With a constant stream of information inundating consumers at every turn, it’s becoming harder than ever for advertisers to reach their target audiences in meaningful ways. That’s where our Media Plan of the Year honorees come in. Whether they were turning social media outrage into candy sales like Snickers (see more on our Media Plan of the Year here) or showing beer drinkers how their empty bottles can help save the environment, these 22 winning teams took media planning innovation to new heights in 2017, proving that creative thinking and bold strategies are still able to cut through the clutter.
Many thanks to our esteemed panel of jurors who carved out time to judge another record year of Media Plan of the Year entries. If you’re interested in serving as a juror in 2018, please contact Jemima Mendenhall at Jemima.Mendenhall@adweek.com.
• Sasha Savic (chair), MediaCom
• Kamran Asghar, Crossmedia
• Neil Goodspeed, Carmichael Lynch
• Carmen Graf, GSD&M
• Trevor Guthrie, Giant Spoon
• Sarah Kramer, Spark Foundry
• Lynn Lewis, UM
• Maureen McCloskey, Kinetic U.S.
• Rachel Mercer, Deutsch New York
• Eric Perko, MUH-TAY-ZIK | HOF-FER
• Sheri Roder, Horizon Media
• Neil Smith, 360i
• David Song, BARKER
• Mel Stern, J3
• Jeff Tan, Dentsu Aegis Network USA
UM | Hulu, “The Laws of Gilead”
Categories: Campaign ($10 million +); Best Use of Native ($1 million +)
To promote the dystopian world of The Handmaid’s Tale, where women have no voice, Hulu and its agency UM Los Angeles tuned in to and amplified female-driven conversations from social media and the post-election protest marches early this year.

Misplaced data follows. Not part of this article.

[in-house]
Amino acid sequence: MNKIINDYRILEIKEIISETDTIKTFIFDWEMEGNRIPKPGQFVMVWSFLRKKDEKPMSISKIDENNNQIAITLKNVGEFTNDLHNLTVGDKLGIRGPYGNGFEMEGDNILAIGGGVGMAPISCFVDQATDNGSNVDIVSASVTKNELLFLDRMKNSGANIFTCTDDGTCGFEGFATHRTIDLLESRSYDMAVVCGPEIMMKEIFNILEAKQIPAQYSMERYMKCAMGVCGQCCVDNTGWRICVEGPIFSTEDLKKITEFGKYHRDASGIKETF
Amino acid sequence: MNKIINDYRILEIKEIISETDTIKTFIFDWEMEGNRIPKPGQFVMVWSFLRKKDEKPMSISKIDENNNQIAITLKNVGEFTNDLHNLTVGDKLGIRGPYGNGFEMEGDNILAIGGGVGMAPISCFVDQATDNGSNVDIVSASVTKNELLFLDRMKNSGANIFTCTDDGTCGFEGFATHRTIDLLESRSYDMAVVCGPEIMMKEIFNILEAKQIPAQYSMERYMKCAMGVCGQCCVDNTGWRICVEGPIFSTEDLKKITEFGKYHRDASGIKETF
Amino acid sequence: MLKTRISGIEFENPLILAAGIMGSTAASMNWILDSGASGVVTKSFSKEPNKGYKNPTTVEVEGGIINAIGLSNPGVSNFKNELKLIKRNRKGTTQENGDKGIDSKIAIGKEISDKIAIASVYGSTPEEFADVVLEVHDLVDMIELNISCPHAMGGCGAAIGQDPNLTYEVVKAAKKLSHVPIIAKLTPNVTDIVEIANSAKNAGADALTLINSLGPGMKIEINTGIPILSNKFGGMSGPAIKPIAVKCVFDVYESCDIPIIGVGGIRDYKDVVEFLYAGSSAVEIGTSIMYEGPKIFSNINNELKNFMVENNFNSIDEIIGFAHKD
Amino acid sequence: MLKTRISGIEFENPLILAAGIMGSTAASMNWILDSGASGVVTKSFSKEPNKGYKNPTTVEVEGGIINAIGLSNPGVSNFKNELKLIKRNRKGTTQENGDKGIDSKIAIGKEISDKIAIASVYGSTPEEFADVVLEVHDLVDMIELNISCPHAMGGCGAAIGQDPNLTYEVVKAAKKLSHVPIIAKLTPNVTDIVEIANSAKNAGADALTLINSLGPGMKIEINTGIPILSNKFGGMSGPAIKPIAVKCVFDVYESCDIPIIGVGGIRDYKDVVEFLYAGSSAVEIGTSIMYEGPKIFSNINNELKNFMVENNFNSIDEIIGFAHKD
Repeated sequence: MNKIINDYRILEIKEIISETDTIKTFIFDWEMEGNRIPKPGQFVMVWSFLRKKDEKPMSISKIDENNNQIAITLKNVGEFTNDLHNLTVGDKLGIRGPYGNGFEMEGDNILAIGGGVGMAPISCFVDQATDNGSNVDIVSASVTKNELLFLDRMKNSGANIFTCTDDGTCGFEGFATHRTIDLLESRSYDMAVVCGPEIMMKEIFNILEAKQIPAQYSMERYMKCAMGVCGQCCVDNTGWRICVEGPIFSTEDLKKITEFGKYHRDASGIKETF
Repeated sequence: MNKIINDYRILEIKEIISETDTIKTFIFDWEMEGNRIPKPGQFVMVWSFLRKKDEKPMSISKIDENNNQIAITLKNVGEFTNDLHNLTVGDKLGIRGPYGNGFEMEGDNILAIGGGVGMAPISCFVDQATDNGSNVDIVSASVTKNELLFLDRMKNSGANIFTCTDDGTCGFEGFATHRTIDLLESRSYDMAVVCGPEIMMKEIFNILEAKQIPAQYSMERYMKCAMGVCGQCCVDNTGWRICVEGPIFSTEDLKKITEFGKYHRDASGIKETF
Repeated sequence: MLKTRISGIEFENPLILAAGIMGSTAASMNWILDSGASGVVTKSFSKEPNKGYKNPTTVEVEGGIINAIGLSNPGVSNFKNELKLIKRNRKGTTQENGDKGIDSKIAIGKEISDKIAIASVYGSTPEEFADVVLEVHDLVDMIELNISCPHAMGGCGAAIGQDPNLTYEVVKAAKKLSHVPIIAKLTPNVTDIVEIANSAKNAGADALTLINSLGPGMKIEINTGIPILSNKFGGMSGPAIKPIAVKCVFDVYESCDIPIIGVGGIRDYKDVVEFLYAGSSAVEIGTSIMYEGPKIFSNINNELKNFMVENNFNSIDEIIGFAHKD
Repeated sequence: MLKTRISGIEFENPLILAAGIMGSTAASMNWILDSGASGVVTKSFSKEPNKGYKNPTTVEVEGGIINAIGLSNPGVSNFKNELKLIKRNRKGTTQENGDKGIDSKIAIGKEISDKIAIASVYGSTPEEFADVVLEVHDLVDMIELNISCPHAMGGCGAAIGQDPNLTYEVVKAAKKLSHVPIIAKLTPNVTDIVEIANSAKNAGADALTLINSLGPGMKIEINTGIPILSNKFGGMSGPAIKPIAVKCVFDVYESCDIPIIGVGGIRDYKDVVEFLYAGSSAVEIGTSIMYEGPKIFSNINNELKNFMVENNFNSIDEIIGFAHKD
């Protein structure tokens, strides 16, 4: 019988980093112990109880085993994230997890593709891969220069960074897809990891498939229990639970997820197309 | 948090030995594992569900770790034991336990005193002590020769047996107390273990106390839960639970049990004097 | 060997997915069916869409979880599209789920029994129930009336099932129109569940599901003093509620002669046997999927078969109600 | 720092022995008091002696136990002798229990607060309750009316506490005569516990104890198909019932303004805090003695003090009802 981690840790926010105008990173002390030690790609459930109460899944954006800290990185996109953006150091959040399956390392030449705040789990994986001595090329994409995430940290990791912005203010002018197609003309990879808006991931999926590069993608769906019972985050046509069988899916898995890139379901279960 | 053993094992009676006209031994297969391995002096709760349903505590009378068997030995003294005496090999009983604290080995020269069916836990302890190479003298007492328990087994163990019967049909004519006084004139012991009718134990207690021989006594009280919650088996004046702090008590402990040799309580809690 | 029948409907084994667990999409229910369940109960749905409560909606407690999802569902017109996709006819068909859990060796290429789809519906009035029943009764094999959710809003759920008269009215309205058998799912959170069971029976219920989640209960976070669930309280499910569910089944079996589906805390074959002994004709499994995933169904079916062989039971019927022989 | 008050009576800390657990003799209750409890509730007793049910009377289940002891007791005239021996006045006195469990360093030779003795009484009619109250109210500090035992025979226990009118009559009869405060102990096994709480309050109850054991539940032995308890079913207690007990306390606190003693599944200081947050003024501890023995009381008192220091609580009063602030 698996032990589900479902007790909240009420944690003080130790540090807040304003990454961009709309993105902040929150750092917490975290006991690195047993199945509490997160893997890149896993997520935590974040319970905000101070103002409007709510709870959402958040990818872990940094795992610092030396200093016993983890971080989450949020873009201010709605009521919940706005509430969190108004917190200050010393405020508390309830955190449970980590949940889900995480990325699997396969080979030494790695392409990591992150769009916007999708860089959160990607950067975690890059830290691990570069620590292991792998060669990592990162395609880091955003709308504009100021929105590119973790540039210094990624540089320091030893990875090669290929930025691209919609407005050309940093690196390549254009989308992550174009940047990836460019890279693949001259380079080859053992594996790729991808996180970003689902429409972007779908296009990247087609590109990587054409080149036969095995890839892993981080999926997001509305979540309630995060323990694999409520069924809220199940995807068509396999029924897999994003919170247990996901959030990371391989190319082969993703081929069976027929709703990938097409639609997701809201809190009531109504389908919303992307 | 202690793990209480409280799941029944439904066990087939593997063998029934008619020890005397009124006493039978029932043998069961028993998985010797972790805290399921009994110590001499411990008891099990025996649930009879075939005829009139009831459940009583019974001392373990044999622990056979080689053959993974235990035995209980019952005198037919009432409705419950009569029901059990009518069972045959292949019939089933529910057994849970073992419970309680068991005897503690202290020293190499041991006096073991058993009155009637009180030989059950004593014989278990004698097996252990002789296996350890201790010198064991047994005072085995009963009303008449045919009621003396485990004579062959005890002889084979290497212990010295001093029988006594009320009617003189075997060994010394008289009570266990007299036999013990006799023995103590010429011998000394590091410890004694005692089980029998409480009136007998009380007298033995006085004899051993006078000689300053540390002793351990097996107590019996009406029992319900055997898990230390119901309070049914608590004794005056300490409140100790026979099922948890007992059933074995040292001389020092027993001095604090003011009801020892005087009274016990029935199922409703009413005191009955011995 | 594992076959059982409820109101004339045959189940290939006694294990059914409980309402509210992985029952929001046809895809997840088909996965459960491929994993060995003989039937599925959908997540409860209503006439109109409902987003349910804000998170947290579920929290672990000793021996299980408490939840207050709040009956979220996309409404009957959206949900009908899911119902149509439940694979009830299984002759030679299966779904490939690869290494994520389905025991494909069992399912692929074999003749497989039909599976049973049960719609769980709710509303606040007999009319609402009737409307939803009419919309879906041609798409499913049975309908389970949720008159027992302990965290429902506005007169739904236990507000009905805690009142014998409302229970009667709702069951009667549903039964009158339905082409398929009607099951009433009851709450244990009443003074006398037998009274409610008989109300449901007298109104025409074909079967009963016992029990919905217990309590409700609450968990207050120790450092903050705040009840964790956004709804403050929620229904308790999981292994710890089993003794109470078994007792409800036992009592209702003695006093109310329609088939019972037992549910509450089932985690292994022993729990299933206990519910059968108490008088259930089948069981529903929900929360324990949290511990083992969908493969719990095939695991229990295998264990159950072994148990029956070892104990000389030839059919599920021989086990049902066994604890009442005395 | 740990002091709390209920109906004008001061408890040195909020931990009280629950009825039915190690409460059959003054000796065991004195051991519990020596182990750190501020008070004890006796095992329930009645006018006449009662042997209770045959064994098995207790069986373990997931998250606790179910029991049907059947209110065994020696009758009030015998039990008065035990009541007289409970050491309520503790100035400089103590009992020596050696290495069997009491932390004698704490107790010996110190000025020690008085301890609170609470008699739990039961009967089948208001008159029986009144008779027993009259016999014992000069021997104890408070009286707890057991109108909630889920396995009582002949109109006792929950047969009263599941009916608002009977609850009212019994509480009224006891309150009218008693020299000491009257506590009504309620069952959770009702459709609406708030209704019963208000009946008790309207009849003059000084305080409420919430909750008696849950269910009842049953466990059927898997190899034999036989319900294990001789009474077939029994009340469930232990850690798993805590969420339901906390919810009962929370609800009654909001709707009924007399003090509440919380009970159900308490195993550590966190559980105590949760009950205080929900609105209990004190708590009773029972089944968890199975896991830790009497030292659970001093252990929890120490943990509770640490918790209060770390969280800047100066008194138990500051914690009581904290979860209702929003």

“We wanted to be bold but empathetic and in the right tone,” says Kacie Sage, UM’s svp, group partner, “so we listened to how people on the front lines were thinking, feeling and speaking out about women’s rights.”
The result was “The Laws of Gilead,” a digital, social, editorial, radio, experiential and TV effort that drove home the oppressive rules of the near-future drama (women aren’t allowed to read, they must wear the color of their caste, they’re subservient and powerless) by linking them to current-day events.
One highlight of the campaign involved having a group of women in red cloaks, the signature handmaid outfit, roam the South by Southwest festival and other high-traffic events. Costume exhibits with partners Vogue and Vanity Fair emphasized the harsh symbolism of the apparel so that potential viewers could “feel the impact in a relevant context,” Sage says.
An art installation on New York’s High Line encouraged people to take one of the 4,000 stocked copies of Margaret Atwood’s novel on which the series is based, while thought leaders spread provocative quotes from the once-banned book.
Fans responded immediately. The Handmaid’s Tale was the internet’s most-discussed show during its launch week, with 1.8 billion earned social impressions. Awareness skyrocketed among nonsubscribers, the series premiere drove the highest daily subscriptions to the streaming service year to date, and the drama became the most-viewed debut of any series on Hulu. —T.L.S.
MullenLowe Mediahub | Netflix, Earn Your Power
Category: Campaign ($500,000-$1 million)
Netflix knew that the sweet-spot audience for its new Iron Fist series wasn’t going to be easy to reach. The people most aware of the Marvel comic book—and likeliest to watch its TV adaptation—were overwhelmingly male, millennial and hard-core gamers.
“Gamers are highly aware of product placement and integrations, and if done wrong it can be pretty lame,” says Shauna Spenley, vp for marketing, licensing and merchandising, North America at Netflix.
The platform and its agency, MullenLowe Mediahub, found a way to engage gamers by inviting them to activate a code on the gaming news and info sites IGN and GameSpot. Once the code was accessed, users were treated to footage from the series. The campaign continued with a livestream of two gaming superstars, Justin Wong and Daigo Umehara, facing off on the platform Twitch.
The campaign resulted in 215,000 views of the Twitch stream, which was 58 percent above the benchmark, while Iron Fist became the most-binged Netflix drama during first-quarter 2017. One key takeaway: “By leaning into cultural gamer insights—their love for nostalgia and competition—we could create experiences that the audience loved and appreciated,” Spenley says. —Janet Stilson
MullenLowe Mediahub | Netflix, Black Mirror, Season 3: Unblockable Ads